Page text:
An exclusive interview with Clare Rewcastle Brown, the journalist who exposed the 1MDB corruption scandal and brought down former Malaysian Prime Minister Najib Razak
Clare Rewcastle Brown exposed the most infamous multibillion dollar scandal of this century, which eventually brought down former Malaysian prime minister Najib Razak from power. She is a superstar among this generation of investigative journalists.
Even though she lives in the United Kingdom, the country with a pretty good record for press freedom, Clare faced multifaceted challenges after breaking wide the scandal, but she was defiant against all odds. Eventually, her relentless efforts to uphold the truth and expose the culprits prevailed.
Najib has recently been sentenced to 12 years imprisonment for his involvement in the 1MDB corruption scandal.
The Business Standard talked to Clare Rewcastle Brown about her work, the challenges she went through and her insights on investigative journalism.
TBS: Tell us about your work that exposed the 1MDB corruption. How did you collect all the data? How did it all begin and end?
CRB: This was not a story about data. There is a lot of obsession for data as a reporting tool at the moment, but I think the best stories still come from old-fashioned digging for insider information and asking the right questions.
Yes, there were a lot of documents to digest from many sources, but above all, I relied on connecting the dots and using sources, including people on the inside who were willing to bring their evidence to me and expose something that was being hidden for all the wrong reasons.
TBS: You worked for the BBC and you live in London. What prompted you to dig out the scam? When did you last visit your motherland Malaysia?
CRB: I spent my early years in East Malaysia, and knew how unique and valuable the region is in terms of natural heritage. So, that was what sparked my interest and gave me an early awareness of how the booming technology of our age has enabled massive destruction of our planet at the expense of so many traditional communities and vital plant and animal habitats. This has been ignored by most decisionmakers until very recently.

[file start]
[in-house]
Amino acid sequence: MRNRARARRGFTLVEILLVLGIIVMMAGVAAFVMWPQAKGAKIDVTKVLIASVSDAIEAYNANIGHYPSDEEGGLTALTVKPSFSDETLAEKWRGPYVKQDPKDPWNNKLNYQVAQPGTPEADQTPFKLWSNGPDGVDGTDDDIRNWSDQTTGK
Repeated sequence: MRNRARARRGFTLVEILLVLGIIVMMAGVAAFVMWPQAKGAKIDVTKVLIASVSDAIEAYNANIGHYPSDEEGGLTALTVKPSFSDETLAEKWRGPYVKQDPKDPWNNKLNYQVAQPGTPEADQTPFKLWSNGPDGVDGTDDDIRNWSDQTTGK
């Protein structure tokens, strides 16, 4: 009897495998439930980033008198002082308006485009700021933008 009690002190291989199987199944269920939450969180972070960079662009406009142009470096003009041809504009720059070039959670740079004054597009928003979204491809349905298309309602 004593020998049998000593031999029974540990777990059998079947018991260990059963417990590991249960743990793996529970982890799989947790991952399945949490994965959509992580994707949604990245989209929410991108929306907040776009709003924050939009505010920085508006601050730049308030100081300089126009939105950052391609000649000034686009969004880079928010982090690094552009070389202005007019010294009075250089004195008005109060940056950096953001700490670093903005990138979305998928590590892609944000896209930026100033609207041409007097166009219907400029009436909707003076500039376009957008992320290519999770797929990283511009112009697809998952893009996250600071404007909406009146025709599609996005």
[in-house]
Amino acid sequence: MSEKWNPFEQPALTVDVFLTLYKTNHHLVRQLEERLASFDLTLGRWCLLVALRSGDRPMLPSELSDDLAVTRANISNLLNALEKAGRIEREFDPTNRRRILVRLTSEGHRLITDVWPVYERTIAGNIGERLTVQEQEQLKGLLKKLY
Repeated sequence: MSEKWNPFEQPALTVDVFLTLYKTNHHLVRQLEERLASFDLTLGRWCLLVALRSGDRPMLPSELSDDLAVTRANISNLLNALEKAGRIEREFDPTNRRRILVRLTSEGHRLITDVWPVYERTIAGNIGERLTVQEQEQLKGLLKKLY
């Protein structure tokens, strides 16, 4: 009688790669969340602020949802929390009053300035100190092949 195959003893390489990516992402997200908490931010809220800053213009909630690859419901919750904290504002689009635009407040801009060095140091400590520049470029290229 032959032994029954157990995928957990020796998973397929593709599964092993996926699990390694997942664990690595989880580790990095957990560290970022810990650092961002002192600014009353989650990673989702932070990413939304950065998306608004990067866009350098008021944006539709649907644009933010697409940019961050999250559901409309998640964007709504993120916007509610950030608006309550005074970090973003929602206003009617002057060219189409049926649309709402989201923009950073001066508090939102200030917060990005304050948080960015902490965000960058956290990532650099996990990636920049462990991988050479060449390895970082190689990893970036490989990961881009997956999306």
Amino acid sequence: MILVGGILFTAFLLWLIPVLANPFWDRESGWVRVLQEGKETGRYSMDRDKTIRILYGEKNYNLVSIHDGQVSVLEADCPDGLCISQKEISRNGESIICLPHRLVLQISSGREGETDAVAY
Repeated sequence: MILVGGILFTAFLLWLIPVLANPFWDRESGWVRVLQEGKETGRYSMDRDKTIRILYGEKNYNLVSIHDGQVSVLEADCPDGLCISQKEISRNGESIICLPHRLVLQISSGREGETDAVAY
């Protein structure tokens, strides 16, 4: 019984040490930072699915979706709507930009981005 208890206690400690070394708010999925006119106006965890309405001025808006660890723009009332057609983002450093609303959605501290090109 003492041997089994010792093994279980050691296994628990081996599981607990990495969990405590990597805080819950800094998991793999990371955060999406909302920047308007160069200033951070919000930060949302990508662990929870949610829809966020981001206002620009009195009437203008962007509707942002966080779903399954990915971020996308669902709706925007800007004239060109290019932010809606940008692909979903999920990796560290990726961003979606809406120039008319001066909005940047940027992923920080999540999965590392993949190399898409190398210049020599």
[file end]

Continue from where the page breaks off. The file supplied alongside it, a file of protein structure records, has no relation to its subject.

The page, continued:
However, the consequences are now endangering all of us and represent a tragic loss of biodiversity on our planet that will cause far-reaching problems. I knew that the Borneo Rainforest, which I remembered as glorious and pristine, is the oldest and most biodiverse rainforest on the planet, and was being wiped out by a handful of companies that were grabbing the timber, rolling out cash crops like oil palm and leaving the local indigenous people to struggle for survival with none of the profits.
A handful of businessmen and crony politicians were made vastly rich at the expense of this destruction and misery for everyone else. It is happening to communities and remaining areas of wildlife in so many other countries including the subcontinent, of course.
So, I decided to use my journalism background to expose the truth behind what these businessmen politicians liked to present as "modernisation, progress and development". The truth was that the driving force behind all the decision-making was a corrupt enterprise between the timber companies and politicians to loot the resources of the state.
These powermongers had been used to exercising total control across their region, and they had developed a ruthless control over the local media. Likewise, any foreign journalist who annoyed them would be ejected from Malaysia and their organisation pressured.
However, I got involved just as the internet was getting underway and I could see its power to help reach the people of Malaysia from the safe distance of the UK. I have faced plenty of disruptions and pushbacks.